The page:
Glory in 8 pt Font

Christopher McHale
3 min readOct 5, 2022

How scoring baseball games saved my life.

Ruth to Maris to Judge

The math spins in my head.

A compass home.

When I was a kid, my family moved to London.

I’d spent my whole life in the Bronx. Yankee Stadium was pretty close. Trading baseball cards on the stoop. Bubblegum heroes.

Moving to London, those Bronx days became a memory. Except for one connection I was determined to keep.

We had a paper delivered to our London home every day. The International Herald-Tribune. Printed on thin airmail friendly paper. Published in Paris. Our American newspaper in Europe.

We all read it every morning. It didn’t matter if you were an American in Berlin, Rome, or Amsterdam. The paper was the one thing that stitched us all together.

The front page was news, politics. There were stories of American culture. There were obituaries. What my father called the Irish Sports page.

And in the back was sports.

Most important to me were the baseball scores. Every game was set in 8 pt type. I leaned over the page and studied the numbers.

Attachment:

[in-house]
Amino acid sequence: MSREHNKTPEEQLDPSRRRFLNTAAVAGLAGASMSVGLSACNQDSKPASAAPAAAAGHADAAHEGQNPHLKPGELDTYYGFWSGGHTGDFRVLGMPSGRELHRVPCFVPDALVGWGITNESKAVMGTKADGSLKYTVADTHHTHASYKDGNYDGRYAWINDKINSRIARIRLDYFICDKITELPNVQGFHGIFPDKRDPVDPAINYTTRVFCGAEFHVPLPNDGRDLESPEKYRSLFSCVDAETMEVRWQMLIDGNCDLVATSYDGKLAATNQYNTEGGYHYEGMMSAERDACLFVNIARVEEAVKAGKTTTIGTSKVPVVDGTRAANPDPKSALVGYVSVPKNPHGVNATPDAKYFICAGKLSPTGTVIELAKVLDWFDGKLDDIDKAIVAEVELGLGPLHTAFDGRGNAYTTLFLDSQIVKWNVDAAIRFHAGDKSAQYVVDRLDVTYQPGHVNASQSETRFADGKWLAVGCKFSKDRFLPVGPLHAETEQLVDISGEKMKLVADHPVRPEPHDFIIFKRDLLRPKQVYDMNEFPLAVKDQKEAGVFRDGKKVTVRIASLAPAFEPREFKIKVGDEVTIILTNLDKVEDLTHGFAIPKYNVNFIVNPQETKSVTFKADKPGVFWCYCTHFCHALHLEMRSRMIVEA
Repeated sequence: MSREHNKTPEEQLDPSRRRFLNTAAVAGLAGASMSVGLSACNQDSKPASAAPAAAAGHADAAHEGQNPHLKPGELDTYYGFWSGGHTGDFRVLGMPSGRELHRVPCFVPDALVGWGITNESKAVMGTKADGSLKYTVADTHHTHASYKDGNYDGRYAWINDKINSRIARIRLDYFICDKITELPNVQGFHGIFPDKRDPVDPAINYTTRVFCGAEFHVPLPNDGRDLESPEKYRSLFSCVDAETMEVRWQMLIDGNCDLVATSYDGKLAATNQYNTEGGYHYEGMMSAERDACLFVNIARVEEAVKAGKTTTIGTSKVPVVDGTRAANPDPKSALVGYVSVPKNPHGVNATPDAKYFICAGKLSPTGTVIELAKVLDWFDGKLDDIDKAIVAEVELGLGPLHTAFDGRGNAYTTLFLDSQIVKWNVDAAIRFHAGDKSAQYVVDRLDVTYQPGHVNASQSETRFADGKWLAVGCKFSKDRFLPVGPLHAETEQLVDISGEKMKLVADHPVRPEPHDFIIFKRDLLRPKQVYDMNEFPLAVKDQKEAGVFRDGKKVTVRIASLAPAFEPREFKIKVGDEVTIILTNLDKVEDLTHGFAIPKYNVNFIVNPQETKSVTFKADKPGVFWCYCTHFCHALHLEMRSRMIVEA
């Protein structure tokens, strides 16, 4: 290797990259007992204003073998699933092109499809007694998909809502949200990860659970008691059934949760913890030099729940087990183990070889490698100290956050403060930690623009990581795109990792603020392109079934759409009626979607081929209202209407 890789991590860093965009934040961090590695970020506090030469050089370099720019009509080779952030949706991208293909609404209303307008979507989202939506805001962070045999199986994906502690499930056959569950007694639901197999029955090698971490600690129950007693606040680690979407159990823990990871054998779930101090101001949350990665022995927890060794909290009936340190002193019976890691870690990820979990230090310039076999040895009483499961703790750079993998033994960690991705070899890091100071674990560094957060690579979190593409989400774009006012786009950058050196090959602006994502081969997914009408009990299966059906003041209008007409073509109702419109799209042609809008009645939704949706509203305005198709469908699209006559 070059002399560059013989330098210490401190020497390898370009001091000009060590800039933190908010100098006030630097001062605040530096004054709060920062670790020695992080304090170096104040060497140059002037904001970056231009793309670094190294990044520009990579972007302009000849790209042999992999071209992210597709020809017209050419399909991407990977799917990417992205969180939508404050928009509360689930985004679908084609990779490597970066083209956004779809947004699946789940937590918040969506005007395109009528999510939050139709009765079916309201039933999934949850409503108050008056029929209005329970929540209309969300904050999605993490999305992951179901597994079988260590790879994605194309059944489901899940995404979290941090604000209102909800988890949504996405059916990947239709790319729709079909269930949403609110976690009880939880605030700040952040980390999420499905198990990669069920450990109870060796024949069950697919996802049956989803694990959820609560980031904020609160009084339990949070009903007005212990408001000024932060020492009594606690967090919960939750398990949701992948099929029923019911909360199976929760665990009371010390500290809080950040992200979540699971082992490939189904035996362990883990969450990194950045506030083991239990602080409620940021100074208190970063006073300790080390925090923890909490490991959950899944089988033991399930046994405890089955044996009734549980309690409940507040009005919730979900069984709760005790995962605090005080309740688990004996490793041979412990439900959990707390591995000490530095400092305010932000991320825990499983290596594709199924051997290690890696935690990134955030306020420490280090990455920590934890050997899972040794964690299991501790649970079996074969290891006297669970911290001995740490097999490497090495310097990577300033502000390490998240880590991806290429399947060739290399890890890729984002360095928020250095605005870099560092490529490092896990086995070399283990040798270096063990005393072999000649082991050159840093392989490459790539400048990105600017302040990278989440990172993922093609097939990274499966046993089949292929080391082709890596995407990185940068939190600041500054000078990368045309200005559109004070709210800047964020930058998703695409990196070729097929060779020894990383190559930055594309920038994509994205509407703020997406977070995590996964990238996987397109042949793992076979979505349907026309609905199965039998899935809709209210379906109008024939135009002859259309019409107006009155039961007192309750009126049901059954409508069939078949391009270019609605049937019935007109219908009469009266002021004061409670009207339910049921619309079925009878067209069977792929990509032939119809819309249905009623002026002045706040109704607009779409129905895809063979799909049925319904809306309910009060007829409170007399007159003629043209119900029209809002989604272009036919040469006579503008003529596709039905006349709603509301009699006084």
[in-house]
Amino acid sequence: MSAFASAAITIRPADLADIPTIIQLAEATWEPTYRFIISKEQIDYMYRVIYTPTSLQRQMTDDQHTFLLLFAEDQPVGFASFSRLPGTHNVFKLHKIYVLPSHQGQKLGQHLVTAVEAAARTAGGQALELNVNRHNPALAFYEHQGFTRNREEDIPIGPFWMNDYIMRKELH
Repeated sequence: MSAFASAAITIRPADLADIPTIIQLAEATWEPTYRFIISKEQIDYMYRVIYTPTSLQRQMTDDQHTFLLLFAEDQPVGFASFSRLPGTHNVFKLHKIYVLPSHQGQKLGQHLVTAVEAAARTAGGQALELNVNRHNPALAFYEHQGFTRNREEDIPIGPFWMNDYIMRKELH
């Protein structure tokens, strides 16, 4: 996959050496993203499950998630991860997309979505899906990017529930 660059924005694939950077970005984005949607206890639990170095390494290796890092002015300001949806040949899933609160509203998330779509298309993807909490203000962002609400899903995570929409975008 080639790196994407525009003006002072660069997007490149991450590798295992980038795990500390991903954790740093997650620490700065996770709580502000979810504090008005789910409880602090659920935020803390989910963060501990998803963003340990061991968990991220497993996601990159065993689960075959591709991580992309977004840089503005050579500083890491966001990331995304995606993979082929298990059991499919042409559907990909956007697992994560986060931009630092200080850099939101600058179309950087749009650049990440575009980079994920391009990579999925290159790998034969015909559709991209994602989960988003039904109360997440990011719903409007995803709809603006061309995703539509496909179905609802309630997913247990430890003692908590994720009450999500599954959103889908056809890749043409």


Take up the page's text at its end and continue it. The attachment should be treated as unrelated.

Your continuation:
Win-Lose. The home run leaders. Pitchers ERA. Game summaries. The standings.

There was no baseball on the radio or on TV. No baseball in the local papers. There was only the Herald-Tribune and these tiny boxes of numbers.

But that was enough to fill my head with games and glory.

I went to college in Boston. Lived in the shadows of Fenway Park, the home of the Red Sox.

I could sit in my room and hear the cheers out the window. Different cheers. Single, double, home run. You could keep score by the cheers.

I went to the park early. Practiced ear training in the bleachers. Scored games. Reduced every play to numbers. Watched the numbers like a shaman interpreting bones.

I believed I could see the turns of the game coming. The big hits predicted.

When I moved back to New York, I rode the D train out to the Bronx. I got to Yankee Stadium early. I scored every game in a score book.



Christopher McHale

Writer | Composer | Producer | Human | Christopher writes about creativity, culture, technology, music, writing.